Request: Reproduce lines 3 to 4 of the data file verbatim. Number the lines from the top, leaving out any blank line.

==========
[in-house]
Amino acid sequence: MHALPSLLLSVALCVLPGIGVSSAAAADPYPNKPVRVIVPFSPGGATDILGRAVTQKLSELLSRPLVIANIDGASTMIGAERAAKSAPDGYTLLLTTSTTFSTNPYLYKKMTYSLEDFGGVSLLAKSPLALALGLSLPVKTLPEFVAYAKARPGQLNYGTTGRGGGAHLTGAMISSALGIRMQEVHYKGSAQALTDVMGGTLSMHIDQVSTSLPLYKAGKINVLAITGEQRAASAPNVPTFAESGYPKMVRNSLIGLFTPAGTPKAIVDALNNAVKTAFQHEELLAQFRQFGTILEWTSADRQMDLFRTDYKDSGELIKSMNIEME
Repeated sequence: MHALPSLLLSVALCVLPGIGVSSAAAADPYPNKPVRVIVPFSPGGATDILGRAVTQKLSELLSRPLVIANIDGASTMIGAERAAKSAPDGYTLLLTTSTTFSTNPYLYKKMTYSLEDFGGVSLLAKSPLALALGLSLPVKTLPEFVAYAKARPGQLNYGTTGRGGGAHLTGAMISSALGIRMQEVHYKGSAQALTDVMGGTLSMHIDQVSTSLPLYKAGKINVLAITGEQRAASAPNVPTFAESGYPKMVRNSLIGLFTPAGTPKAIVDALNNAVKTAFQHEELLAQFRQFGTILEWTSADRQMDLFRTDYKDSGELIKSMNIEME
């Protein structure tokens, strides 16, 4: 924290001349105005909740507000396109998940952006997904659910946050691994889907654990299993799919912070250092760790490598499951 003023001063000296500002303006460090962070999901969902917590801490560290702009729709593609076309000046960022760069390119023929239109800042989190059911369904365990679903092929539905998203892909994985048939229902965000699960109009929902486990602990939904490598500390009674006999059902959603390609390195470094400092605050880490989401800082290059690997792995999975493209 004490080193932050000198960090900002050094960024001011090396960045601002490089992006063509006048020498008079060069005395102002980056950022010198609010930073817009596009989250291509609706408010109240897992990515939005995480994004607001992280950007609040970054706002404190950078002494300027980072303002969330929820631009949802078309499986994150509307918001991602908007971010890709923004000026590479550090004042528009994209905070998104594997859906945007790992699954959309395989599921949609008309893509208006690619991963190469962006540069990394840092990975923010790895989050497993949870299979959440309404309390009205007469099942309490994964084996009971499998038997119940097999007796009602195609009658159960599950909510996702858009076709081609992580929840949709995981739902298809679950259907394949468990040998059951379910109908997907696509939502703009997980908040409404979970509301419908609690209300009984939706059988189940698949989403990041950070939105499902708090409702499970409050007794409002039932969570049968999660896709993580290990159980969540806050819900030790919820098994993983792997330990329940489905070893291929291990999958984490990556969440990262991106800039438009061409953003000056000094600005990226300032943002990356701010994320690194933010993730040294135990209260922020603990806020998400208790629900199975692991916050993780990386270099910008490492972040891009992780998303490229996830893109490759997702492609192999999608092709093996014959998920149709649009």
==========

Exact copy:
Repeated sequence: MHALPSLLLSVALCVLPGIGVSSAAAADPYPNKPVRVIVPFSPGGATDILGRAVTQKLSELLSRPLVIANIDGASTMIGAERAAKSAPDGYTLLLTTSTTFSTNPYLYKKMTYSLEDFGGVSLLAKSPLALALGLSLPVKTLPEFVAYAKARPGQLNYGTTGRGGGAHLTGAMISSALGIRMQEVHYKGSAQALTDVMGGTLSMHIDQVSTSLPLYKAGKINVLAITGEQRAASAPNVPTFAESGYPKMVRNSLIGLFTPAGTPKAIVDALNNAVKTAFQHEELLAQFRQFGTILEWTSADRQMDLFRTDYKDSGELIKSMNIEME
């Protein structure tokens, strides 16, 4: 924290001349105005909740507000396109998940952006997904659910946050691994889907654990299993799919912070250092760790490598499951 003023001063000296500002303006460090962070999901969902917590801490560290702009729709593609076309000046960022760069390119023929239109800042989190059911369904365990679903092929539905998203892909994985048939229902965000699960109009929902486990602990939904490598500390009674006999059902959603390609390195470094400092605050880490989401800082290059690997792995999975493209 004490080193932050000198960090900002050094960024001011090396960045601002490089992006063509006048020498008079060069005395102002980056950022010198609010930073817009596009989250291509609706408010109240897992990515939005995480994004607001992280950007609040970054706002404190950078002494300027980072303002969330929820631009949802078309499986994150509307918001991602908007971010890709923004000026590479550090004042528009994209905070998104594997859906945007790992699954959309395989599921949609008309893509208006690619991963190469962006540069990394840092990975923010790895989050497993949870299979959440309404309390009205007469099942309490994964084996009971499998038997119940097999007796009602195609009658159960599950909510996702858009076709081609992580929840949709995981739902298809679950259907394949468990040998059951379910109908997907696509939502703009997980908040409404979970509301419908609690209300009984939706059988189940698949989403990041950070939105499902708090409702499970409050007794409002039932969570049968999660896709993580290990159980969540806050819900030790919820098994993983792997330990329940489905070893291929291990999958984490990556969440990262991106800039438009061409953003000056000094600005990226300032943002990356701010994320690194933010993730040294135990209260922020603990806020998400208790629900199975692991916050993780990386270099910008490492972040891009992780998303490229996830893109490759997702492609192999999608092709093996014959998920149709649009």